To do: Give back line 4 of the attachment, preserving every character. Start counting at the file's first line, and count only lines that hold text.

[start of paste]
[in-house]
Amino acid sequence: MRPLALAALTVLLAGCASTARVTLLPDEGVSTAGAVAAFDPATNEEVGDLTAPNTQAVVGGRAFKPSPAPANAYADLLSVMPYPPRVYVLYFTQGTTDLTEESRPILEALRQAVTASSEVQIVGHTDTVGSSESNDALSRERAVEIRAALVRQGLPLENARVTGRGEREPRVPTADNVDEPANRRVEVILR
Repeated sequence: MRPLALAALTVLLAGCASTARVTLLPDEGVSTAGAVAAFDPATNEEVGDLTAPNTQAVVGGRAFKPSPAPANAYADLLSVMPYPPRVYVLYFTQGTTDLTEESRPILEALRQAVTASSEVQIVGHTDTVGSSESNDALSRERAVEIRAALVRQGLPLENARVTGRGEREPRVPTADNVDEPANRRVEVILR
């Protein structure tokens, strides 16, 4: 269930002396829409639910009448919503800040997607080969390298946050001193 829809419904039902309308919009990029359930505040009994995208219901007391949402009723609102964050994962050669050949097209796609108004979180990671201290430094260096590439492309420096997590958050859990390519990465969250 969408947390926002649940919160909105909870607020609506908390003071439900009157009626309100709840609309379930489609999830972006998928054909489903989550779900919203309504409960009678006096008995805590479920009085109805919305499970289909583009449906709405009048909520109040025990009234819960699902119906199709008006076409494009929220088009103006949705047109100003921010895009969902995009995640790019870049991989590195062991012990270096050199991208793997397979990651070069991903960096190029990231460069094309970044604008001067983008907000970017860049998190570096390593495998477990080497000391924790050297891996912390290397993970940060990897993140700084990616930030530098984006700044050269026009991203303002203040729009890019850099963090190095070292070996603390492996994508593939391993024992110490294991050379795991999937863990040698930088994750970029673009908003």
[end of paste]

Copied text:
């Protein structure tokens, strides 16, 4: 269930002396829409639910009448919503800040997607080969390298946050001193 829809419904039902309308919009990029359930505040009994995208219901007391949402009723609102964050994962050669050949097209796609108004979180990671201290430094260096590439492309420096997590958050859990390519990465969250 969408947390926002649940919160909105909870607020609506908390003071439900009157009626309100709840609309379930489609999830972006998928054909489903989550779900919203309504409960009678006096008995805590479920009085109805919305499970289909583009449906709405009048909520109040025990009234819960699902119906199709008006076409494009929220088009103006949705047109100003921010895009969902995009995640790019870049991989590195062991012990270096050199991208793997397979990651070069991903960096190029990231460069094309970044604008001067983008907000970017860049998190570096390593495998477990080497000391924790050297891996912390290397993970940060990897993140700084990616930030530098984006700044050269026009991203303002203040729009890019850099963090190095070292070996603390492996994508593939391993024992110490294991050379795991999937863990040698930088994750970029673009908003």